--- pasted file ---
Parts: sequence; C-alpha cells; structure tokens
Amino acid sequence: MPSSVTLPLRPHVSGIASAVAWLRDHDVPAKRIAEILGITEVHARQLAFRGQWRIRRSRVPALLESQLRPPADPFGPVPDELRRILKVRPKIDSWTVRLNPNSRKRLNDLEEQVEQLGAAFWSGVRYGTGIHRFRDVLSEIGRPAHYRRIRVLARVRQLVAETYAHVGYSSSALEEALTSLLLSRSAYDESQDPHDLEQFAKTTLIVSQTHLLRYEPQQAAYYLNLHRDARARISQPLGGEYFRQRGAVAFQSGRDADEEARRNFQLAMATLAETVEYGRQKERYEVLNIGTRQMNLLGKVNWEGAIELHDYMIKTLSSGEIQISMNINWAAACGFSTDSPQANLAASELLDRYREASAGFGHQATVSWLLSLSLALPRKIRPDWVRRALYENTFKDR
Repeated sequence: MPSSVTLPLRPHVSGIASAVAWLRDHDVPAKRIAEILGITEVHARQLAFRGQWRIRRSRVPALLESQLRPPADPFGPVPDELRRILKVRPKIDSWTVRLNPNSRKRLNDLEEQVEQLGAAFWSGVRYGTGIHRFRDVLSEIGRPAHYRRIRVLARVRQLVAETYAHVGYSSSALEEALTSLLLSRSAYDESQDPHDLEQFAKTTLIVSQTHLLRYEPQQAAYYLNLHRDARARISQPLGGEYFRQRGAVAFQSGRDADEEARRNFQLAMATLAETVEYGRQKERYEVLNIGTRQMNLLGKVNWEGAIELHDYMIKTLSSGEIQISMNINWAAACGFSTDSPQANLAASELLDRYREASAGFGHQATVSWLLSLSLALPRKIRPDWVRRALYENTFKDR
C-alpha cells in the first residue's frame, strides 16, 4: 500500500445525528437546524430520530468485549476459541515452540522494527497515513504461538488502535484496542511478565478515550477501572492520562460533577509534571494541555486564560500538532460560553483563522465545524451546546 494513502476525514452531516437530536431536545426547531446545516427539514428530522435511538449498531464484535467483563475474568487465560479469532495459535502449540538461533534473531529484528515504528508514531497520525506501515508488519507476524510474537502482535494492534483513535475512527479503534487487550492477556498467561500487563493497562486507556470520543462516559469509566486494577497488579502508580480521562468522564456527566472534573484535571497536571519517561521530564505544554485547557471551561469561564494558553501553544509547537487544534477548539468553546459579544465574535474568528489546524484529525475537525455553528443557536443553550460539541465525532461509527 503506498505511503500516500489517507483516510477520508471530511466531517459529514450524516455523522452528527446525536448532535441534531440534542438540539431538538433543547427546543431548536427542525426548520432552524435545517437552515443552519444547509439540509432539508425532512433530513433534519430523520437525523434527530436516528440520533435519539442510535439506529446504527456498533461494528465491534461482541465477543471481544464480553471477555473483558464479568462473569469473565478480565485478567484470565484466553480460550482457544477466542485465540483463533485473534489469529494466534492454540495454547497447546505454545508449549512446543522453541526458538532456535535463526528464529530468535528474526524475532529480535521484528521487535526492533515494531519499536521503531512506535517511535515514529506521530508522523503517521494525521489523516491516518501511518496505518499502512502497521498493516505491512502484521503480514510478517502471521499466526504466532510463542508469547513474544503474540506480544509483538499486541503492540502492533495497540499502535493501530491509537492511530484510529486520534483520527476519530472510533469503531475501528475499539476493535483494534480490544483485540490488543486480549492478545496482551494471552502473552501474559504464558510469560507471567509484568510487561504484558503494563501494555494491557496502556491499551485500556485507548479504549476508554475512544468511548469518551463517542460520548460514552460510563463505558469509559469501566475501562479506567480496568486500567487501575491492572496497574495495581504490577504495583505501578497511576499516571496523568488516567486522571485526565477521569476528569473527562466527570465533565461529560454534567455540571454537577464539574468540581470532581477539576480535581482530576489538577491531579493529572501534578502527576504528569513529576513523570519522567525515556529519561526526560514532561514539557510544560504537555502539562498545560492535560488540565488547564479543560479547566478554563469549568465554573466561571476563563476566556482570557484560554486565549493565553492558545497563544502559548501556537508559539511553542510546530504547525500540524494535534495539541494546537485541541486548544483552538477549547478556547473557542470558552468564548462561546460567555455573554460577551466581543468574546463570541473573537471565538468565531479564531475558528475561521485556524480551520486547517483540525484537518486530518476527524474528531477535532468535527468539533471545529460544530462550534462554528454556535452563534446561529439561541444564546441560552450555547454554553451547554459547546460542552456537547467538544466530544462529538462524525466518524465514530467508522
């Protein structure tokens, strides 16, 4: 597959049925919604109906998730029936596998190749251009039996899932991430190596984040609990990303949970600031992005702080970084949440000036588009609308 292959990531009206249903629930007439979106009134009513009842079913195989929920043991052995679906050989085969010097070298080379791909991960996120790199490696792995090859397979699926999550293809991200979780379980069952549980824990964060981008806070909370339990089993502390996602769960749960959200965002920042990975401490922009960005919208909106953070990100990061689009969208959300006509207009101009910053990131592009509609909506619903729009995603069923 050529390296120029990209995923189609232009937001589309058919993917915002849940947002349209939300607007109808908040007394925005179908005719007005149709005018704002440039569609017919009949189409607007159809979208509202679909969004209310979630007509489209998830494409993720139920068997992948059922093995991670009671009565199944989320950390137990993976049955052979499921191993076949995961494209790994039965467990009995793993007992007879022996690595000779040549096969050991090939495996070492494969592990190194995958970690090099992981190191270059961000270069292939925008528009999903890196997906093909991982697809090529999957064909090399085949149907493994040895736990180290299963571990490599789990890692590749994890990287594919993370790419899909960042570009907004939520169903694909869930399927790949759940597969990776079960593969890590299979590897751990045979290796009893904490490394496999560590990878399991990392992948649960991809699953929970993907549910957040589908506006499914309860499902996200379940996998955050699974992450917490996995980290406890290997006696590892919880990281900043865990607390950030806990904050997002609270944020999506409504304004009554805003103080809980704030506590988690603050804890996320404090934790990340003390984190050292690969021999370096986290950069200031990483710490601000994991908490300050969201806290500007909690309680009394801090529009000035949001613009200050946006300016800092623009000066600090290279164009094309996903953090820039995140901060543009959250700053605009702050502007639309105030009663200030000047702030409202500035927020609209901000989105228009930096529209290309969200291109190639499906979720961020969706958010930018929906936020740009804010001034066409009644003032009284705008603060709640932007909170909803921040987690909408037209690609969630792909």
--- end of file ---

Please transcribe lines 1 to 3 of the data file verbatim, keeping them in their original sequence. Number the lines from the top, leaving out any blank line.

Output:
Parts: sequence; C-alpha cells; structure tokens
Amino acid sequence: MPSSVTLPLRPHVSGIASAVAWLRDHDVPAKRIAEILGITEVHARQLAFRGQWRIRRSRVPALLESQLRPPADPFGPVPDELRRILKVRPKIDSWTVRLNPNSRKRLNDLEEQVEQLGAAFWSGVRYGTGIHRFRDVLSEIGRPAHYRRIRVLARVRQLVAETYAHVGYSSSALEEALTSLLLSRSAYDESQDPHDLEQFAKTTLIVSQTHLLRYEPQQAAYYLNLHRDARARISQPLGGEYFRQRGAVAFQSGRDADEEARRNFQLAMATLAETVEYGRQKERYEVLNIGTRQMNLLGKVNWEGAIELHDYMIKTLSSGEIQISMNINWAAACGFSTDSPQANLAASELLDRYREASAGFGHQATVSWLLSLSLALPRKIRPDWVRRALYENTFKDR
Repeated sequence: MPSSVTLPLRPHVSGIASAVAWLRDHDVPAKRIAEILGITEVHARQLAFRGQWRIRRSRVPALLESQLRPPADPFGPVPDELRRILKVRPKIDSWTVRLNPNSRKRLNDLEEQVEQLGAAFWSGVRYGTGIHRFRDVLSEIGRPAHYRRIRVLARVRQLVAETYAHVGYSSSALEEALTSLLLSRSAYDESQDPHDLEQFAKTTLIVSQTHLLRYEPQQAAYYLNLHRDARARISQPLGGEYFRQRGAVAFQSGRDADEEARRNFQLAMATLAETVEYGRQKERYEVLNIGTRQMNLLGKVNWEGAIELHDYMIKTLSSGEIQISMNINWAAACGFSTDSPQANLAASELLDRYREASAGFGHQATVSWLLSLSLALPRKIRPDWVRRALYENTFKDR